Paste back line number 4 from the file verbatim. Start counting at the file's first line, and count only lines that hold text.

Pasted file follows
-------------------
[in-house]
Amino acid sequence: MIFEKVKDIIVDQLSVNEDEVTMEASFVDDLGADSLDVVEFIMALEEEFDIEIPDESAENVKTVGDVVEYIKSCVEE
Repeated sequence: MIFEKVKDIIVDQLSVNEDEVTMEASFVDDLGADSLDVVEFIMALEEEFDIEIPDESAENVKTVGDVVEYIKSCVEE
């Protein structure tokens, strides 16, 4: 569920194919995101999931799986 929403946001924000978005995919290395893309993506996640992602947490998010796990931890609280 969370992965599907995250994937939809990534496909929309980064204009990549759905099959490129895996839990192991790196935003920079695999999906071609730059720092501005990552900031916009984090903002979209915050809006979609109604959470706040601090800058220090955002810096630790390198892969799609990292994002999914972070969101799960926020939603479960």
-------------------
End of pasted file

């Protein structure tokens, strides 16, 4: 569920194919995101999931799986 929403946001924000978005995919290395893309993506996640992602947490998010796990931890609280 969370992965599907995250994937939809990534496909929309980064204009990549759905099959490129895996839990192991790196935003920079695999999906071609730059720092501005990552900031916009984090903002979209915050809006979609109604959470706040601090800058220090955002810096630790390198892969799609990292994002999914972070969101799960926020939603479960």